Alternative protein products may have drawn rave reviews and national headlines this year, but consumers still prefer real beef produced on real farms.
That’s the conclusion of a survey of about 1,800 U.S. food consumers conducted by Purdue University’s Jayson Lusk, Ghent University post-doctoral research fellow Ellen Van Loo and Michigan State University agricultural economist Vincenzina Caputo. Continue reading
By: Deena Shanker and Lydia Mulvany, Bloomberg
USDA says the term means that the product has no artificial ingredients and minimal processing.
Consumers want “natural” meat—and the biggest meat companies want to sell it to them.
American shoppers are reaching for healthier, more environmentally and animal-friendly meat products, with 39% saying “all-natural” is the most important claim when purchasing red meat, according to a recent survey by Mintel. But there’s one problem: The U.S. Department of Agriculture says that when it comes to meat and poultry, the term “natural” means only that the product has no artificial ingredients and has been minimally processed.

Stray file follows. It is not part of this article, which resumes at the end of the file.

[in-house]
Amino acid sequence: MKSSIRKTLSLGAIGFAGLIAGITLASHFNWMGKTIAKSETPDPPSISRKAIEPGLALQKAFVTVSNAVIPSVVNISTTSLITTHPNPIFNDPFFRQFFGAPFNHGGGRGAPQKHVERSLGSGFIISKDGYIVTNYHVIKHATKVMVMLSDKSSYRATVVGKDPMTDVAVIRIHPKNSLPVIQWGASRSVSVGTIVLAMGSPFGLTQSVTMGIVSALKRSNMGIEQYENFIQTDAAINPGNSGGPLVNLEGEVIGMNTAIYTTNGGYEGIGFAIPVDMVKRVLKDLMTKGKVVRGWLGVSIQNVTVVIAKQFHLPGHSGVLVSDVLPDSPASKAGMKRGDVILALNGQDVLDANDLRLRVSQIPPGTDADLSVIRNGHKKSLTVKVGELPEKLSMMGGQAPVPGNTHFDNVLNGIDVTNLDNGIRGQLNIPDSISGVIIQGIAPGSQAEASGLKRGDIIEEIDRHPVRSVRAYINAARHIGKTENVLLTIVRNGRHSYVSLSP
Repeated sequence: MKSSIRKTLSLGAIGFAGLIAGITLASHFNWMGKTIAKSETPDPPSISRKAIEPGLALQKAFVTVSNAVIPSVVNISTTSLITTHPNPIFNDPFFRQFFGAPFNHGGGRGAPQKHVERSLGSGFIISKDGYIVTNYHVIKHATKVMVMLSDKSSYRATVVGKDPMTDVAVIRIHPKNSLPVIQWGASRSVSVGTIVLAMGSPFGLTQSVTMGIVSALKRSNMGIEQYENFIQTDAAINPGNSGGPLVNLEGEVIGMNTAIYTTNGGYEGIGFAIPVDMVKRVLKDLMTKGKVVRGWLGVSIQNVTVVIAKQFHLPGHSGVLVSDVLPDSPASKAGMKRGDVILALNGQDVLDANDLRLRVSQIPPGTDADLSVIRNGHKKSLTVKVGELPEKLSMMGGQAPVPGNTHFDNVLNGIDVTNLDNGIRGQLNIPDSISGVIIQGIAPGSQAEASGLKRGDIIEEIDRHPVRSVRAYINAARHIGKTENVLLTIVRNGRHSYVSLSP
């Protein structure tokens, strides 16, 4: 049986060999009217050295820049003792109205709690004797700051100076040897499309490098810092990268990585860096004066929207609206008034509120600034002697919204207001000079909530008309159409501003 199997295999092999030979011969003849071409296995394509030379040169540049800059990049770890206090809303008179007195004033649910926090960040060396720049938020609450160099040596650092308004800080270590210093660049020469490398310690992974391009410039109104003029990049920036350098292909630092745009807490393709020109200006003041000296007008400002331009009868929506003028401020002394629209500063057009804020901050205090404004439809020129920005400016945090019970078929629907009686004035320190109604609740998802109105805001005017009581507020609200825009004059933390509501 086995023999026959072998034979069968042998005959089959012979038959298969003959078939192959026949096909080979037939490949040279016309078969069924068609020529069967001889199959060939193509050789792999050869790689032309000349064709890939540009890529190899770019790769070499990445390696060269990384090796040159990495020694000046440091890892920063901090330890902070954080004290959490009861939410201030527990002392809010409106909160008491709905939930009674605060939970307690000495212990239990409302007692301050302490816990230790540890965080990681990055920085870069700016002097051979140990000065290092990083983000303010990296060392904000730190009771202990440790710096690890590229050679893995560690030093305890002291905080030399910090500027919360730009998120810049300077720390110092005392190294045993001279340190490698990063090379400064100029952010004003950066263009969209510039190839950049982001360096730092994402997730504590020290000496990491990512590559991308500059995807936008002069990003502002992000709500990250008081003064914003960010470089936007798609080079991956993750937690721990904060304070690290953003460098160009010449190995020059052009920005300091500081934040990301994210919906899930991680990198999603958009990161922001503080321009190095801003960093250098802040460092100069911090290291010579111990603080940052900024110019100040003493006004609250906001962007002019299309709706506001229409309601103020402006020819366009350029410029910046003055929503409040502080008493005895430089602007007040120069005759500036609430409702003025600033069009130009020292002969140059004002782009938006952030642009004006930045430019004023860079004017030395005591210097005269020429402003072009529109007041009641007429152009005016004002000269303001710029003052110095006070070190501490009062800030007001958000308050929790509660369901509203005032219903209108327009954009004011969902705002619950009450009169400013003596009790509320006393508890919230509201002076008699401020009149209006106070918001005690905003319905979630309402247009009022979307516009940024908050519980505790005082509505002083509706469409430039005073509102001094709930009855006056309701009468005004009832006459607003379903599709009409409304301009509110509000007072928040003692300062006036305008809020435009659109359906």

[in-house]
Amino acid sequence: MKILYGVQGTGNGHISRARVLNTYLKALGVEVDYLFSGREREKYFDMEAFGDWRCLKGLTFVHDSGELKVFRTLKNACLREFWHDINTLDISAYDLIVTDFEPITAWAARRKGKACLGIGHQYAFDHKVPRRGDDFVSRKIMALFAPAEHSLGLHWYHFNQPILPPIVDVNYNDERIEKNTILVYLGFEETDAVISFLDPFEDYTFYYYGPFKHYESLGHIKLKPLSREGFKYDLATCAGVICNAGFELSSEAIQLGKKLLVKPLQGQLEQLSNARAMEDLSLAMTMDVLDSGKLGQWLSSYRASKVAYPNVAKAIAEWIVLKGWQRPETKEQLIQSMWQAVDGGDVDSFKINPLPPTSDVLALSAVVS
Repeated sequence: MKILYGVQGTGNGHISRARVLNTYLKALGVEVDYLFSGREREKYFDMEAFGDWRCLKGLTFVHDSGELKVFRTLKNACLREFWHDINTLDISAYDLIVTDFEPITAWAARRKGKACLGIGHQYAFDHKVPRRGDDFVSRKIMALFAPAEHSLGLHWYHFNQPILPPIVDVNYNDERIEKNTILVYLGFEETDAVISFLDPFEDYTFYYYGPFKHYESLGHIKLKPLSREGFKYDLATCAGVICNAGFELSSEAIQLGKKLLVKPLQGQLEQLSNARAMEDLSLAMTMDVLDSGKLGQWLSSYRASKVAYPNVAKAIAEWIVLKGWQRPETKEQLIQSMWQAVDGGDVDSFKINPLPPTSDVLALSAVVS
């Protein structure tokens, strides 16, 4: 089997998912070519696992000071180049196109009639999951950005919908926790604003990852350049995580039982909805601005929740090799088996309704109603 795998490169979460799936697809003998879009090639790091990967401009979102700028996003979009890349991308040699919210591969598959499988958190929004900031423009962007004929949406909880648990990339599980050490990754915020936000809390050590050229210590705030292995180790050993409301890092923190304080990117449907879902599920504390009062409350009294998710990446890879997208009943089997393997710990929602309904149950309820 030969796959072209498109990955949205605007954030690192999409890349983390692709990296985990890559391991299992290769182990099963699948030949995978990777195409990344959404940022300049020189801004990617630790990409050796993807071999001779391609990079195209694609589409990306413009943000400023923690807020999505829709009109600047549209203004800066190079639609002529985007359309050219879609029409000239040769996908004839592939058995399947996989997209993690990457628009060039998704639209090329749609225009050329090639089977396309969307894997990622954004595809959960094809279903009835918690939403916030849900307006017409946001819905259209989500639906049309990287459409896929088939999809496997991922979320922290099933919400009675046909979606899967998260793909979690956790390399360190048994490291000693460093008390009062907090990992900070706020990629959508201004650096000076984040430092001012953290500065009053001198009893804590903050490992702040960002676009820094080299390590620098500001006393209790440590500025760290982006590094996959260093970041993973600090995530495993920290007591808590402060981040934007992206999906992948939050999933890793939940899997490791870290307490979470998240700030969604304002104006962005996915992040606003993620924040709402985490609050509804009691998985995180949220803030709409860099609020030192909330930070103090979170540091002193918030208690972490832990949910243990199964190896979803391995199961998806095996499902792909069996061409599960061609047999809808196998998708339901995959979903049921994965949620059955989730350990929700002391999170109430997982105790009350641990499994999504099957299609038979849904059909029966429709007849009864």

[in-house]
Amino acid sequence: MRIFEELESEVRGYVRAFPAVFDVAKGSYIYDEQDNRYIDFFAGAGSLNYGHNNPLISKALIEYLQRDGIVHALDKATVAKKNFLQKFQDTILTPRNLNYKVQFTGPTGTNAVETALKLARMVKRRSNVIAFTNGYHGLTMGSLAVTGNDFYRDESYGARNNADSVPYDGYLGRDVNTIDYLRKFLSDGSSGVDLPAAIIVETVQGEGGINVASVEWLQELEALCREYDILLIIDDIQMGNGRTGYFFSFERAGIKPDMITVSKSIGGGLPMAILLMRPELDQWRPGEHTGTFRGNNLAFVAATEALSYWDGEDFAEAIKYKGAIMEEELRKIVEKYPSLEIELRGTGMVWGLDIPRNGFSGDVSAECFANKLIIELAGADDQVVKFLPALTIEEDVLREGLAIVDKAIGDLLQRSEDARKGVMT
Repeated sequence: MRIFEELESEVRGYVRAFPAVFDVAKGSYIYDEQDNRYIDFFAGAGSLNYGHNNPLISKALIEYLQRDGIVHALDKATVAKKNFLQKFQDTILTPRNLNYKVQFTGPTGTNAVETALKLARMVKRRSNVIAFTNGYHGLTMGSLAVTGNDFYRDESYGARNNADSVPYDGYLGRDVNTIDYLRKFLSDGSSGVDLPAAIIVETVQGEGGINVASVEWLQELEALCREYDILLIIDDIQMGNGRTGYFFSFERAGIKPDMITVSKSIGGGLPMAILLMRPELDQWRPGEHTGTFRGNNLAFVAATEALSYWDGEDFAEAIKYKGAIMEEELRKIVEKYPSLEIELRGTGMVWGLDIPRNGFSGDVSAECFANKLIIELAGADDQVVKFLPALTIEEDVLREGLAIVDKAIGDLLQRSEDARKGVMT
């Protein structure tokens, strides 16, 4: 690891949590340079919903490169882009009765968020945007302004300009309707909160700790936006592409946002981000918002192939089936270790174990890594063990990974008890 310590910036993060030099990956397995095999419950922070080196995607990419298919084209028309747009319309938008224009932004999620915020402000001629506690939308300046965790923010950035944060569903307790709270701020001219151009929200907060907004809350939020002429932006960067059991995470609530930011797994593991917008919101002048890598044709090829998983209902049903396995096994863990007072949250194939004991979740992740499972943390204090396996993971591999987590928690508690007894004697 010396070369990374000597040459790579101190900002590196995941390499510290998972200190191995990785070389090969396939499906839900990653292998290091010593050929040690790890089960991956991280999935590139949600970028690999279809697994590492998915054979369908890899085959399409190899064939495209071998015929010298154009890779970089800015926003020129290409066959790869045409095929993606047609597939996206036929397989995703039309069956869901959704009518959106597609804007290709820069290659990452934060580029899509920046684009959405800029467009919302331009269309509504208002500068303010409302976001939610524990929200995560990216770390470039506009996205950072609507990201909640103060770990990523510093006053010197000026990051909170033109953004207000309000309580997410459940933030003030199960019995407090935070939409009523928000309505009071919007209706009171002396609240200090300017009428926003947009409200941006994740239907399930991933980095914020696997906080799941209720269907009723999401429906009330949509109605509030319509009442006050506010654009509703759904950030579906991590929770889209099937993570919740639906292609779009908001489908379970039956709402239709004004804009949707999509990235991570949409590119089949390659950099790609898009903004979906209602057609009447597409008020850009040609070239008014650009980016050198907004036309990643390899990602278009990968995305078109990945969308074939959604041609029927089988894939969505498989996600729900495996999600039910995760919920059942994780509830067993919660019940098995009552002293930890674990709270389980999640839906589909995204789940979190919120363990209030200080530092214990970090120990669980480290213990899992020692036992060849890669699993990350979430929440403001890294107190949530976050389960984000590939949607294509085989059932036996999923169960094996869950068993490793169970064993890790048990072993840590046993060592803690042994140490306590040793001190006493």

It doesn’t mean anything when it comes to antibiotics, hormones or preservatives. Continue reading
By: Jennifer Shike, Farm Journal’s Pork online
Pork production is expected to edge out beef production in the U.S. at just over 30 billion pounds by 2028, according to the USDA Long-term Projection’s latest report. Pork production levels are expected to be at 30.4 billion pounds while beef production is anticipated to be at 29.7 billion pounds. Continue reading
From: Bloomberg, previously published by Drover’s online
Responding to consumer demands for traceability, Tyson Foods Inc. plans to use DNA samples from elite cattle to track steaks, roasts and even ground beef back to the ranches the animals grew up on.
Consumer research keeps showing that shoppers are demanding to know where their food comes from, said Kent Harrison, vice president of marketing and premium programs at Tyson Fresh Meats. A majority of Americans want to know everything that’s in their food, and more are trying to buy healthy and socially conscious products, according to Nielsen. Continue reading